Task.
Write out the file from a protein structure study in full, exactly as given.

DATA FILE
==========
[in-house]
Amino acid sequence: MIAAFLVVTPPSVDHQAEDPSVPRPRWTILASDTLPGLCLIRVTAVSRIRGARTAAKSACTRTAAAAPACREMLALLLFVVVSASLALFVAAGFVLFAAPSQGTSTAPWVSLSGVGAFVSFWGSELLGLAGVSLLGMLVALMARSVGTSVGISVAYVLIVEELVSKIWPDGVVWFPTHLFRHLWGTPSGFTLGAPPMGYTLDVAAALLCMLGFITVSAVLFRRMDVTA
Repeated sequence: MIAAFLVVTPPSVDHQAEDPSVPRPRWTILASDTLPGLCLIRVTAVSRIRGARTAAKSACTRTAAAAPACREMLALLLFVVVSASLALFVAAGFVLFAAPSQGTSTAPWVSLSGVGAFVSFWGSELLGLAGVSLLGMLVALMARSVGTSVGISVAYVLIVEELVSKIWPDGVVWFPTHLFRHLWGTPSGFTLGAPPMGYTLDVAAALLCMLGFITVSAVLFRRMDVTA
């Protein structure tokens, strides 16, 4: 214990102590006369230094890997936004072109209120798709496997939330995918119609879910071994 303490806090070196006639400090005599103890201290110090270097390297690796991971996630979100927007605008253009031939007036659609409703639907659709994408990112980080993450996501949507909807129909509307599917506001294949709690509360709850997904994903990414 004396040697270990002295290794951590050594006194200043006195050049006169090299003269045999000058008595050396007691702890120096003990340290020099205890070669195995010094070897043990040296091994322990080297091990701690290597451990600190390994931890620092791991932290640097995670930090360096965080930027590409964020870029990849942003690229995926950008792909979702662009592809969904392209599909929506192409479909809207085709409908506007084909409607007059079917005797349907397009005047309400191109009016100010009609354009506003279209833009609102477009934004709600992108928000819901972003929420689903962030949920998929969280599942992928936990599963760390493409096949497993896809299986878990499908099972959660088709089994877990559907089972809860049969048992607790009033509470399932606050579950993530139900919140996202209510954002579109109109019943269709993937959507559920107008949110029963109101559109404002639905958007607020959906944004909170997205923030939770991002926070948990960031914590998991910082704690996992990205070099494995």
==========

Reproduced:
[in-house]
Amino acid sequence: MIAAFLVVTPPSVDHQAEDPSVPRPRWTILASDTLPGLCLIRVTAVSRIRGARTAAKSACTRTAAAAPACREMLALLLFVVVSASLALFVAAGFVLFAAPSQGTSTAPWVSLSGVGAFVSFWGSELLGLAGVSLLGMLVALMARSVGTSVGISVAYVLIVEELVSKIWPDGVVWFPTHLFRHLWGTPSGFTLGAPPMGYTLDVAAALLCMLGFITVSAVLFRRMDVTA
Repeated sequence: MIAAFLVVTPPSVDHQAEDPSVPRPRWTILASDTLPGLCLIRVTAVSRIRGARTAAKSACTRTAAAAPACREMLALLLFVVVSASLALFVAAGFVLFAAPSQGTSTAPWVSLSGVGAFVSFWGSELLGLAGVSLLGMLVALMARSVGTSVGISVAYVLIVEELVSKIWPDGVVWFPTHLFRHLWGTPSGFTLGAPPMGYTLDVAAALLCMLGFITVSAVLFRRMDVTA
């Protein structure tokens, strides 16, 4: 214990102590006369230094890997936004072109209120798709496997939330995918119609879910071994 303490806090070196006639400090005599103890201290110090270097390297690796991971996630979100927007605008253009031939007036659609409703639907659709994408990112980080993450996501949507909807129909509307599917506001294949709690509360709850997904994903990414 004396040697270990002295290794951590050594006194200043006195050049006169090299003269045999000058008595050396007691702890120096003990340290020099205890070669195995010094070897043990040296091994322990080297091990701690290597451990600190390994931890620092791991932290640097995670930090360096965080930027590409964020870029990849942003690229995926950008792909979702662009592809969904392209599909929506192409479909809207085709409908506007084909409607007059079917005797349907397009005047309400191109009016100010009609354009506003279209833009609102477009934004709600992108928000819901972003929420689903962030949920998929969280599942992928936990599963760390493409096949497993896809299986878990499908099972959660088709089994877990559907089972809860049969048992607790009033509470399932606050579950993530139900919140996202209510954002579109109109019943269709993937959507559920107008949110029963109101559109404002639905958007607020959906944004909170997205923030939770991002926070948990960031914590998991910082704690996992990205070099494995």